Note how I just used the words “skill” and “set.” This is important. I’m not in favor of a completely open skill system because logically counterbalancing in such a system would both be difficult to represent visually and would still be a royal pain to balance.

What I am in favor of is an archetypically structured system. Knowing one skill (or combination of skills) may lead to greater understanding of that skill set, allowing you to become better in your area of expertise. There is nothing barring one character from learning what you want it to. You don’t actually “choose” an archetype, except by how you decide to train that character.

For example, training with a hammer will improve my skills with blunt weapons, battle tactics, parrying, etc. (assuming that training is against an opponent). The main attribute tied to blunt weapons is strength, with stamina/endurance as secondary, and probably some dexterity sprinkled in there. Improving my skills with the hammer will allow me to train bigger, badder abilities.

Since I’m focusing on improving my physical prowess, my mental processes (intelligence, wisdom, etc.) begin to atrophy because they aren’t being actively maintained. Any character has a certain limit to how many attribute or skill points it can have, so skills/attributes in opposition to what you are training would start to deteriorate.

While the attribute and skill cap is itself somewhat artificial, it could be integrated fairly seamlessly and may even serve as a cool feature. What if someone could train hardcore in opposing archetypal roles and go beyond the cap temporarily? For as long as you are actively honing the roles, the skills and attributes you are training would not deteriorate (of course, the farther you get above the camp, the harder it is to maintain and faster it will deteriorate afterwards–think “hot water loses its heat faster than cold.”)

I don’t think I need to go into much detail about how to inject flavor into characters with this system. NPC reactions and the like can be based on the role tendencies of a character. Ultima Online already does it to some degree; your title is based on your highest skill. In this system, a cloth-wearing avatar with many elemental powers would be a sorcerer. A plate-wearing, bastard sword-wielding, horse-riding avatar would be a knight. You get the idea.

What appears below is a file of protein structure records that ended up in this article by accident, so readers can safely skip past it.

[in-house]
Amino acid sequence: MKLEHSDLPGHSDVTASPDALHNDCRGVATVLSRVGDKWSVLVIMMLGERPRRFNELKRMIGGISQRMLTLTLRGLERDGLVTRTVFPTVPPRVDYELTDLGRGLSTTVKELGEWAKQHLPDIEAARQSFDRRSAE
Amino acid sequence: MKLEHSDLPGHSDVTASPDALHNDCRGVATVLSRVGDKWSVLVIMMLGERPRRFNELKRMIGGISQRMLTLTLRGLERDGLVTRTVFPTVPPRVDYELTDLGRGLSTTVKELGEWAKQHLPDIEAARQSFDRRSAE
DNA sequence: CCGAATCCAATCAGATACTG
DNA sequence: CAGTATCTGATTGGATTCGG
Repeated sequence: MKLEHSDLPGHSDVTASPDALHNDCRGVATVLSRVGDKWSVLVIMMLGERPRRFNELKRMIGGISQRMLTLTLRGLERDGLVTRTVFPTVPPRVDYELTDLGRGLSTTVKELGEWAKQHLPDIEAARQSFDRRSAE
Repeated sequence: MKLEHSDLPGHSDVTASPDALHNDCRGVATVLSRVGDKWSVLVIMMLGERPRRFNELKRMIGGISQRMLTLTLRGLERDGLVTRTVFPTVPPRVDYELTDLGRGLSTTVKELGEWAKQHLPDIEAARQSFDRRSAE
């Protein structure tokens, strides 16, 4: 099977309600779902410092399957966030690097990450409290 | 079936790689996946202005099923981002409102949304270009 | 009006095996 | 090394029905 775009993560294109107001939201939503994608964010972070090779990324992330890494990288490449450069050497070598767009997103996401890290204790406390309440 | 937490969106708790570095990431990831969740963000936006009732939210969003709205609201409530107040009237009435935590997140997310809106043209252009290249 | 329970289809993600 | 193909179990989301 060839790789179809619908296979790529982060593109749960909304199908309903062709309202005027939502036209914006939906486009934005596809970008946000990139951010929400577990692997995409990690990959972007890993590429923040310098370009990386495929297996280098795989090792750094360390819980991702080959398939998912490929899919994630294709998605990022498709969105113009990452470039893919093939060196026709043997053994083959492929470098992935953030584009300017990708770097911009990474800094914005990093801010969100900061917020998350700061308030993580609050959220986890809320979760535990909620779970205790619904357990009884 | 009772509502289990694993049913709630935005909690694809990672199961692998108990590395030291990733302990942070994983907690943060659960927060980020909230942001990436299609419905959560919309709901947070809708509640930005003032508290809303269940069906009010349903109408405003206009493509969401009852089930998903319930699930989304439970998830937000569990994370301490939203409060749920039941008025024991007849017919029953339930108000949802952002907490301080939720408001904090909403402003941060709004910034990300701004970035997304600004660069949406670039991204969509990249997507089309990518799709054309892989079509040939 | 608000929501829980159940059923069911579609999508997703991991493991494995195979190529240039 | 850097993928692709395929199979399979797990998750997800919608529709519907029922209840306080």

At some point I may describe what I’m talking about visually, but if you’ve made it this far you’re probably one of few and I don’t want to drone on longer. The gist of it is that certain skills naturally complement each other based on the attributes they are tied to, and certain attributes are mechanically opposed to each other (strength vs. intelligence/wisdom, dexterity vs. strength/stamina, etc.). Opposing skills are determined based on what attributes they are tied to, not on a complex matrix of potentially dozens of skills and how they related to dozens of others.

Designing for such a system would be a careful process of checks and balances. But the result could be something truly amazing. Freedom with real repercussions for each decision made. A system that lets players decide what their character is rather than developers. A system that is fun.